3. The trust agreement requires the Millers to be stewards of the team. Gail stated, "It's part of being an organized way to keep the Jazz in Utah with the resources it needs in a trust, to give our family an opportunity, as they grow up, to have stewardship over it and to be the ones to take care of it in the future." This direction would be part of the trust agreement to guide future trustees.
4. The Miller’s will still have a say with what happens to the Jazz. KSL provides the following information:
The Miller family obtained permission from the NBA to transfer ownership to a legacy fund that will be managed by Gail Miller acting as trustee. Following Gail, a six-member board of managers will assume the role of trustee. Those six members will be all be Miller family members, to be chosen in a process outlined in the trust's founding documents.
That board of managers would then vote on those team decisions that would normally go to ownership. For some votes, a majority would be required, for bigger decisions, a supermajority is required.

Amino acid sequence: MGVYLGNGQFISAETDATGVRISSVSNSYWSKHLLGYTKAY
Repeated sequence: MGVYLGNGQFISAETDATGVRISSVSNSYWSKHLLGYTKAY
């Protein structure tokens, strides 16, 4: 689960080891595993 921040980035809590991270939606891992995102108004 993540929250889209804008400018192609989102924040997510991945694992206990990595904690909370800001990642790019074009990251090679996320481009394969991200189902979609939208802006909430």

What’s interesting to me, beyond the family continuing to have a say, is that Gail will be the initial trustee. I have made the assumption that the legacy trust is an irrevocable trust; normally, once you’ve funded an irrevocable trust, you don’t retain a right to direct the assets since such provision could cause the assets to be retained in your estate for transfer tax purposes. Having said that, I’m not aware of the overall estate plan and there may be a reason to keep the assets in Gail’s estate or Gail doesn’t have certain prohibited retained interests as trustee that would cause the trust to be retained in her estate.
Having said all of the above, and from my outside perspective, moving the Utah Jazz to a legacy trust is wonderful. I appreciate the Miller’s innovative thinking and I look forward to having the Jazz in Utah for years and years to come.